Bank of America Corp. has agreed to pay $375 million to settle a lawsuit brought by bond insurer Syncora Guarantee over toxic mortgage-backed securities, which were at the center of the 2008 financial crisis. Syncora sued Bank of America in 2009 to recover losses on securities transactions based on home loans made by Countrywide Financial, which was bought by Bank of America in 2008. According to Syncora, it was duped into insuring the mortgage-backed securities. Syncora, a unit of Syncora Holdings Ltd., contended that Countrywide misrepresented the quality of the underlying mortgages.
As we all now know, home loans such as those issued by Countrywide were at the center of the financial crisis. As loans became delinquent, mortgage-backed securities like those insured by Syncora collapsed. This helped to trigger a wider market meltdown. In its lawsuit, Syncora claimed “a significant percentage” of mortgage loans underlying the securitizations did not comply with Countrywide’s representations and warranties. The bond insurer sued for fraudulent inducement and breach of contract, seeking to recover money paid out on its policies as a result of the bad loans.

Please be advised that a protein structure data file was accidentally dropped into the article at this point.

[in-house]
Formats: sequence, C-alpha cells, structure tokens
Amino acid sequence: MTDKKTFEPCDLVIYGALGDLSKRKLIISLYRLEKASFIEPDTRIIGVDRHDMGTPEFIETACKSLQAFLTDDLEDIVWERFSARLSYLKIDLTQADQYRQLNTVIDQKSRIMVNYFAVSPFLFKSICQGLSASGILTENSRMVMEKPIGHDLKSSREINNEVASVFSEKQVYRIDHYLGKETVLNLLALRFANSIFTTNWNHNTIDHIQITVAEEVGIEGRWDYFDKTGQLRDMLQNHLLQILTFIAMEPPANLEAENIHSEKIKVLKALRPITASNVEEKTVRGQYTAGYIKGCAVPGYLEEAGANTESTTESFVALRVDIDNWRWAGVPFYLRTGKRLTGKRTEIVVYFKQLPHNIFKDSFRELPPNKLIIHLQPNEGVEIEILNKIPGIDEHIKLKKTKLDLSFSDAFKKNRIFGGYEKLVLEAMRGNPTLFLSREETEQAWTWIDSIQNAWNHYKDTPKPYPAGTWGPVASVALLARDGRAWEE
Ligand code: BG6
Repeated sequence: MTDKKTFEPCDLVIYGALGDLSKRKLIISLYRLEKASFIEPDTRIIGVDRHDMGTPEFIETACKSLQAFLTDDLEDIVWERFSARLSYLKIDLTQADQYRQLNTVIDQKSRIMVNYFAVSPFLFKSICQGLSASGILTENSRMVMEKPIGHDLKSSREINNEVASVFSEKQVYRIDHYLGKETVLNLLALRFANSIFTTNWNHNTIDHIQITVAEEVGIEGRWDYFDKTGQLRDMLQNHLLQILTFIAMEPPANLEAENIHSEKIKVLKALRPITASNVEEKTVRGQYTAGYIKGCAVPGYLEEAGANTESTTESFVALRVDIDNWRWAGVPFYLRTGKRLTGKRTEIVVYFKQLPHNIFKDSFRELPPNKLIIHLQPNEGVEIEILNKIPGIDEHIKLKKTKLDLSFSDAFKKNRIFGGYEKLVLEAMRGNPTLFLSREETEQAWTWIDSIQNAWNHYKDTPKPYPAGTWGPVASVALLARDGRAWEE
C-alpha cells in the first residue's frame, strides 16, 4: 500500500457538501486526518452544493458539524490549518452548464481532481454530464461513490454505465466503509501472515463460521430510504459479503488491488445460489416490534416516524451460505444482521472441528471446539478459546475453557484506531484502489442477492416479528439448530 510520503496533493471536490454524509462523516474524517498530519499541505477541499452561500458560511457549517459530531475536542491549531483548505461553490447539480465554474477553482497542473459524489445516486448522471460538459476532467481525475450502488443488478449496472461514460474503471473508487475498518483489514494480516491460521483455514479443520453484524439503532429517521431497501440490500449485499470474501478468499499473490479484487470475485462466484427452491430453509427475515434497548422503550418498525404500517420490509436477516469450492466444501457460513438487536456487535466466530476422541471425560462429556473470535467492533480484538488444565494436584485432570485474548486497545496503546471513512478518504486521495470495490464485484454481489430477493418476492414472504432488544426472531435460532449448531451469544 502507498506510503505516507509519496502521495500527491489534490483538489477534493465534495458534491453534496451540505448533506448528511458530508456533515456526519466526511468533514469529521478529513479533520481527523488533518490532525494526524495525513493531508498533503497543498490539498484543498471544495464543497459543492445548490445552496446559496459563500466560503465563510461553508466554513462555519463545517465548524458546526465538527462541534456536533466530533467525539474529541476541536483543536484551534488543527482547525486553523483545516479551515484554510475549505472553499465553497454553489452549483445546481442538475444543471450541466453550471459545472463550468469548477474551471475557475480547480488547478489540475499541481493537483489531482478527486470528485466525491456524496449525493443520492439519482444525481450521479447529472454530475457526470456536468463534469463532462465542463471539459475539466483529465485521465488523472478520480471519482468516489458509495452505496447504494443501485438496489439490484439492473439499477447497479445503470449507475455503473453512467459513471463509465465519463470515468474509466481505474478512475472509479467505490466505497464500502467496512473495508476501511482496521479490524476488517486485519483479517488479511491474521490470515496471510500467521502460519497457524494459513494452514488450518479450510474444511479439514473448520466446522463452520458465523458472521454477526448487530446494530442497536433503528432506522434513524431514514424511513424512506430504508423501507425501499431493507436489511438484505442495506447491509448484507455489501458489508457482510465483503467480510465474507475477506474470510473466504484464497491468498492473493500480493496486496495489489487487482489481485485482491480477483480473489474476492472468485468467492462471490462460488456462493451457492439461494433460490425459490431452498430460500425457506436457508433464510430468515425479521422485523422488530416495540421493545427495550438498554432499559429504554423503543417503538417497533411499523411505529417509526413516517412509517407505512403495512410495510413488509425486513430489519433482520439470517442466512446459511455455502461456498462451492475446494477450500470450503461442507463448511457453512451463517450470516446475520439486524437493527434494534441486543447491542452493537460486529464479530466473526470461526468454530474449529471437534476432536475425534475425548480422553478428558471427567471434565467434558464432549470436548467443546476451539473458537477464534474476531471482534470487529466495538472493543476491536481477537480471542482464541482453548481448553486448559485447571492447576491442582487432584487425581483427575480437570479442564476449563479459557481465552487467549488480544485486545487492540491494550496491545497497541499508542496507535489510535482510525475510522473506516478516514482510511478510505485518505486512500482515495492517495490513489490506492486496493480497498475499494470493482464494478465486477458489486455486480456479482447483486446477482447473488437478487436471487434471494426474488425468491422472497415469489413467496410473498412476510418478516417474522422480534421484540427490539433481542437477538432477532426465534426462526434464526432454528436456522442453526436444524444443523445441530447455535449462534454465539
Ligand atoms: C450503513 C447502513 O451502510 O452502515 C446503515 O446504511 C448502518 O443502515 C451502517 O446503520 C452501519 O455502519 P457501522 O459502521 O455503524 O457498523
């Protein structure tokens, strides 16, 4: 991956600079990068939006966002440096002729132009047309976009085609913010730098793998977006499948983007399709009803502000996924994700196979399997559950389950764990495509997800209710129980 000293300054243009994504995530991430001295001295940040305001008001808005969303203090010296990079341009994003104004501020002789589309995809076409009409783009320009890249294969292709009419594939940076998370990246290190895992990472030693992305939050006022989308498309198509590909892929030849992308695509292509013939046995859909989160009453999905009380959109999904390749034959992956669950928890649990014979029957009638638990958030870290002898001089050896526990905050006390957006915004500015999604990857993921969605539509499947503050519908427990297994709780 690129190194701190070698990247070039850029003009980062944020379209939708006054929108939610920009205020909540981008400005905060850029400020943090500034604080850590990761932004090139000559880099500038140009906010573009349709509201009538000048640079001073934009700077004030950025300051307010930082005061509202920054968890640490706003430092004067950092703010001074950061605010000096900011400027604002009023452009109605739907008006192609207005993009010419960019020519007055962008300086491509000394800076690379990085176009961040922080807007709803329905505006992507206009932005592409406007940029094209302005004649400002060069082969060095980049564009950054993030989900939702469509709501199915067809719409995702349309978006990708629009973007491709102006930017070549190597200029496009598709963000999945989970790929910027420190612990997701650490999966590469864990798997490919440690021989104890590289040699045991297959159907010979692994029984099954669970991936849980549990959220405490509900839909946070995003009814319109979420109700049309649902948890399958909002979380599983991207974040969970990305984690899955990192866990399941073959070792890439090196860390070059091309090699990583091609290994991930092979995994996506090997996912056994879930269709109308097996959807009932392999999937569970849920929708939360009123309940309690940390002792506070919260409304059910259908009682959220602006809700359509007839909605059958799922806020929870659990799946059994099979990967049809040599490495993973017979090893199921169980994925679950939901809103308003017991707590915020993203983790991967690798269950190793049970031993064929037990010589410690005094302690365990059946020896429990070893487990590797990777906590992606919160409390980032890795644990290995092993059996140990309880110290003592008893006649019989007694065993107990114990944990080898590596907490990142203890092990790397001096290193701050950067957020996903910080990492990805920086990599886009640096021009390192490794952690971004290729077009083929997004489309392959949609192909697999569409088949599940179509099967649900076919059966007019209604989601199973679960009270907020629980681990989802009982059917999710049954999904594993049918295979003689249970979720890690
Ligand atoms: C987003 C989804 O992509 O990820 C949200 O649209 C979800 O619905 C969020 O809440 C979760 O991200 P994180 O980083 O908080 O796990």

It was alleged that “Countrywide, consistent with its business practices at the time, systematically ignored its own underwriting guidelines and made imprudent loans that no reasonable underwriter would have made.” As of May 2010, when an amended lawsuit was filed, Syncora had already paid more than $145 million in claims and had been given notice of another $257 million. Rulings in the Syncora case and a similar lawsuit brought by bond insurer MBIA Inc. have set precedents for what bond insurers need to show to prove insurance fraud and breach of contract. Syncora Guarantee has also sued other banks over false and misleading statements in connection with mortgage-backed securities, including JPMorgan Chase & Co. over Bear Stearns & Co. transactions. The case is Syncora Guarantee Inc. v Countrywide Home Loans Inc., New York State Supreme Court, New York County.
Source: Insurance Journal
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